Parents - you asked and we answered! Here are the experts' top tips on healthy eating for children
Brought to you by START
We will definitely be following these bits of advice.
As you probably know, a few weeks ago, we asked you to let us know some of your questions about making healthy changes in the family.
As a summary (just in case you need a little refreshing), we have teamed up with the START campaign, aimed at combating unhealthy eating among children. At the moment, a whopping 20 percent of what our children eat are unhealthy treats. We know it can seem difficult to completely do away with treats and stay on top of a healthy lifestyle all the time, so we had two experts - Joana Caldeira Fernandes da Silva, Chief Specialist in Nutrition with safefood, and Peadar Maxwell, a senior psychologist in the HSE - on hand to help out.
We asked you to send them any and all of your questions so that they could give you some advice, tips, or assuage any reservations that you may have. If this is the first you're hearing of it - you can check out our previous article where we explain everything.
So thank you to all of you who sent us in the queries and worries about making healthy changes in the household, as well as any difficulties you faced trying to make those changes. Here are the answers our experts came back with.
We know that it takes a hero to say no to treats and to make sure the little ones are getting proper nutritious meals every day. Armed with these bits of advice, you'll be even bigger heroes than you already are.
Questions for Joana Caldeira Fernandes da Silva:
Q1: I'm looking for advice on lunchboxes and snacks. By their choice, my children are mostly vegetarian. Their school does not allow nuts for allergy reasons and I'm really struggling with ideas for lunchboxes and snacks. Neither of them will entertain the idea of a sandwich or bread.
Q2: How do I get my two-year-old to eat fruit? They used to eat loads and now will only eat it puréed.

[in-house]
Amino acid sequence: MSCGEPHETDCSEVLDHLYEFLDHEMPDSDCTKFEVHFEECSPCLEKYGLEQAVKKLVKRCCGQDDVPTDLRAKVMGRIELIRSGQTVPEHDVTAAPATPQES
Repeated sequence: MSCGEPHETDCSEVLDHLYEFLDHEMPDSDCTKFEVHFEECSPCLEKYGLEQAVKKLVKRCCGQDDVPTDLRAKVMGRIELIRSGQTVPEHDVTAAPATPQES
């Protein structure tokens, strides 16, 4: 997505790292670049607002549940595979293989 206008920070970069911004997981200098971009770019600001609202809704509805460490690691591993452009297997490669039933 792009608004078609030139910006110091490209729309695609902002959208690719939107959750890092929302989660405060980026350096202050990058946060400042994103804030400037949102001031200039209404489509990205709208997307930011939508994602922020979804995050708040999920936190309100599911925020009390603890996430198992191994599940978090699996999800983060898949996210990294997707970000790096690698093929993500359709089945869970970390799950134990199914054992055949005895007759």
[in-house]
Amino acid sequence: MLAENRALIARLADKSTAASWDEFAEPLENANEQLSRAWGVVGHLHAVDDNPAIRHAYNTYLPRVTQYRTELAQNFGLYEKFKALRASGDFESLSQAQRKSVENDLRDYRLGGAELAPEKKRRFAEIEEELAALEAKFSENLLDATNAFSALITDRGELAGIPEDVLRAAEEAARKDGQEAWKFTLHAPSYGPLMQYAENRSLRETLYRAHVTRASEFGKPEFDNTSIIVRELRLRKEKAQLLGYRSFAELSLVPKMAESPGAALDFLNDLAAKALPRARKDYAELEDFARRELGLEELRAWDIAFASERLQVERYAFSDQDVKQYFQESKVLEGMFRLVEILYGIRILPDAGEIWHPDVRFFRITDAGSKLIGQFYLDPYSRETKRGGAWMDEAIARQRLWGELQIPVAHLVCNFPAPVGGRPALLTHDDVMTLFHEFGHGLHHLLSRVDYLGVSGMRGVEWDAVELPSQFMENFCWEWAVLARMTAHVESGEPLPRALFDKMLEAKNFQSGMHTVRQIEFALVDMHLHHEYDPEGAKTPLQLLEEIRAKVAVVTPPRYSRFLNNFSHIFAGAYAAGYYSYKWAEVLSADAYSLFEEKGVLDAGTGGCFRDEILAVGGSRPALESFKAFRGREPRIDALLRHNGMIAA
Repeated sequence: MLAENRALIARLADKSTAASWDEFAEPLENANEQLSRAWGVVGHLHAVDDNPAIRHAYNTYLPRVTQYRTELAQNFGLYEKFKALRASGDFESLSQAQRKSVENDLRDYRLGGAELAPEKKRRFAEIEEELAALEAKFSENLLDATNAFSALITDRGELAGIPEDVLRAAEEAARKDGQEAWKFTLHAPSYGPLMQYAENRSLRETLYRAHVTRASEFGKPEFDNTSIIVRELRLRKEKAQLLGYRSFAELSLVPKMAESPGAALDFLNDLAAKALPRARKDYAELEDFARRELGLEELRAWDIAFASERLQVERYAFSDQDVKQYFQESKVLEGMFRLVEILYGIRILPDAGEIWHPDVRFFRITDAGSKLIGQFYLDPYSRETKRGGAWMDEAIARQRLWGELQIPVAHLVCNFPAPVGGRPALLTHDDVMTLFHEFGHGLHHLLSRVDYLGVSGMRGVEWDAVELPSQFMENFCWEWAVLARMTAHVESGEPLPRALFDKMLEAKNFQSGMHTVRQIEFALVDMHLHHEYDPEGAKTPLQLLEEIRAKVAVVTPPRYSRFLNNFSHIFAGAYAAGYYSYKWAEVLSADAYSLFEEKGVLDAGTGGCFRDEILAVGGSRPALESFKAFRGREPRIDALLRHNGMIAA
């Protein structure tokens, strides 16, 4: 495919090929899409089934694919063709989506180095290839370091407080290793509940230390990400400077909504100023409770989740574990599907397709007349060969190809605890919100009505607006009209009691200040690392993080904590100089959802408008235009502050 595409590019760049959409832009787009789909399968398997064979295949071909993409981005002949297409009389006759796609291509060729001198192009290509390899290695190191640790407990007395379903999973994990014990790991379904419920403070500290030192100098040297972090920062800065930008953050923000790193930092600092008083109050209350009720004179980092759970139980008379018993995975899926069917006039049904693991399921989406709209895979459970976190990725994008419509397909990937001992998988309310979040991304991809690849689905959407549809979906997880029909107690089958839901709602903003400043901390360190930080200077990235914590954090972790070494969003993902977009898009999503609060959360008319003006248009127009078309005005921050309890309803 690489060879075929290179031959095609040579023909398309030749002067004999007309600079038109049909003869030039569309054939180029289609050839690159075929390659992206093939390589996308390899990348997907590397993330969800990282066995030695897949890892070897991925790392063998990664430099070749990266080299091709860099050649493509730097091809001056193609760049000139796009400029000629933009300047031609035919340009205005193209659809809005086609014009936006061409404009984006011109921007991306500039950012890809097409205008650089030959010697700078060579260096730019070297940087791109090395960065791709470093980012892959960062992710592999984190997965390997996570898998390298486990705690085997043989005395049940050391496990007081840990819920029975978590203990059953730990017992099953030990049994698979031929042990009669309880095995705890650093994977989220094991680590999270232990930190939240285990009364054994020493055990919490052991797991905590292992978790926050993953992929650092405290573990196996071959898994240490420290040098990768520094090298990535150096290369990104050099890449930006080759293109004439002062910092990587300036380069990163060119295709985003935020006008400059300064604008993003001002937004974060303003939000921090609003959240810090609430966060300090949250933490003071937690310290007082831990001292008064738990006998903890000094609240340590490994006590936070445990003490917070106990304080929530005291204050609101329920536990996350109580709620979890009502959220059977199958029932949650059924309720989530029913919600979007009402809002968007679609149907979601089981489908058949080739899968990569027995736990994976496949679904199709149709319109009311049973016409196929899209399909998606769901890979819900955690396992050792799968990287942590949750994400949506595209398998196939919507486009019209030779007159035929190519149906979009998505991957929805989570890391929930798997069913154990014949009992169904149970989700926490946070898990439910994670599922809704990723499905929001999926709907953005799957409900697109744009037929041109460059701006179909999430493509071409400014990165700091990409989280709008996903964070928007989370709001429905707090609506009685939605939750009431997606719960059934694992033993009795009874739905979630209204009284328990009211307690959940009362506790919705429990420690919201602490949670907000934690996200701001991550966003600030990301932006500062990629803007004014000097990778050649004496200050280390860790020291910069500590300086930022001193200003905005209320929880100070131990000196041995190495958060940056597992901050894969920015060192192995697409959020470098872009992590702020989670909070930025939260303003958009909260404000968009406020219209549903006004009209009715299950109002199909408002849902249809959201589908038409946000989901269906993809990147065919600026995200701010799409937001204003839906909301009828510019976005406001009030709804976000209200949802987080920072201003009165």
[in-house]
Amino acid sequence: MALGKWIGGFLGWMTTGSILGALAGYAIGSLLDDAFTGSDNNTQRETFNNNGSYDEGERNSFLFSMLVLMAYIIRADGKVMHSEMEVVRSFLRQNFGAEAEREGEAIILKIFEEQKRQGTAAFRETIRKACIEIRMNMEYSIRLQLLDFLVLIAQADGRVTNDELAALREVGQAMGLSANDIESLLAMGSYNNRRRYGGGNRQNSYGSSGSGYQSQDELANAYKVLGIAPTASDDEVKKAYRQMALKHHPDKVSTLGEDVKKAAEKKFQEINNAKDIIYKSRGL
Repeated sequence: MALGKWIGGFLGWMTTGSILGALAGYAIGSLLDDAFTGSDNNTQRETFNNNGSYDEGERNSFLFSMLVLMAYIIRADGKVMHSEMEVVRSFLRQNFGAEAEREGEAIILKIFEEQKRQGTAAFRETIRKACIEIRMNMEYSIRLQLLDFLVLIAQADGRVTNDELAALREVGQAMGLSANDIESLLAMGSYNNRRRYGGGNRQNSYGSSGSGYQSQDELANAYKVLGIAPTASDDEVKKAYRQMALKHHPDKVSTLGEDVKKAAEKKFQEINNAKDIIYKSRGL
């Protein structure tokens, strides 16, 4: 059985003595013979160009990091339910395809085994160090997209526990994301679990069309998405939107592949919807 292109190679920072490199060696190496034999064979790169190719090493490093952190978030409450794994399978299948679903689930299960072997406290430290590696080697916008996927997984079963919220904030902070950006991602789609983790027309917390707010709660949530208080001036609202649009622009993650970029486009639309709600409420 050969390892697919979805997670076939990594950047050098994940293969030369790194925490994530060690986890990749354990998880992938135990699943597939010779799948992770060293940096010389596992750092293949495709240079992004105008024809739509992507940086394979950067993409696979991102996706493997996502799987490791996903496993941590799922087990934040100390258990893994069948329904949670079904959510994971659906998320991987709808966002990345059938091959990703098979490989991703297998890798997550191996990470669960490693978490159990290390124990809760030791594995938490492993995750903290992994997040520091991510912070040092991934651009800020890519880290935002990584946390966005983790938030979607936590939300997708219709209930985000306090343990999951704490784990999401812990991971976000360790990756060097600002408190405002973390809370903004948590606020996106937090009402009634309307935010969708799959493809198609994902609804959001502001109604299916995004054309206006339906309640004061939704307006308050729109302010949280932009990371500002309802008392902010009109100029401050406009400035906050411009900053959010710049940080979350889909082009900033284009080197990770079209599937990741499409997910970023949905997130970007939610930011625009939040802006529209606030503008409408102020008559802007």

Q3: Instead of treats, I try to give my toddler smoothies - what would you advise putting into one so that it's not too high in sugar?
Q4: Is yoghurt considered a healthy treat for children? I've heard yoghurts are full of sugar, and the same with granola?
Q5: Are there any foods parents generally think are good for their kids but are not?
Questions for Peadar Maxwell:
Q1: My son is a fussy eater. He won't eat any veg or fruit and doesn't like potatoes. I try blending veg to hide them in sauces. How do I get him to eat fruit and veg?
Q2: Good cop V bad cop. My husband is softer on our son when it comes to treats and we fight over it. What advice can you give?
Q3: I tend not to give my child treats, but when we visit her grandparents, they spoil her with treats. I've tried speaking to them about it but they don't listen.
Q4: I struggle to get my kids to try new foods. They decide on sight if they will like it or not and then they copy each other's likes and dislikes. How can I tackle this?
Q5: What should I do when my child demands a treat when we're out in a shop? I find it very difficult to control his tantrums and end up just giving into him to save myself the embarrassment.
That's all the advice we have for you today, mums and dads. If you take all of this on board and make changes one step at a time, we know things will get better in no time.
Not everything will turn out perfectly straight away - so don't worry if those tantrums don't go away immediately or if you have to talk to overly-generous grandparents a few times. Shopping might take a bit longer when you're just getting into reading labels but, after a little while, it'll become second nature and your eyes will be able to skim a label for the sugars and unhealthy fats in 0.5 of a second.
Don't worry, it's all a learning curve and you'll get there eventually - probably a whole lot quicker than you think.
Brought to you by START, the health awareness campaign from safefood, HSE and Healthy Ireland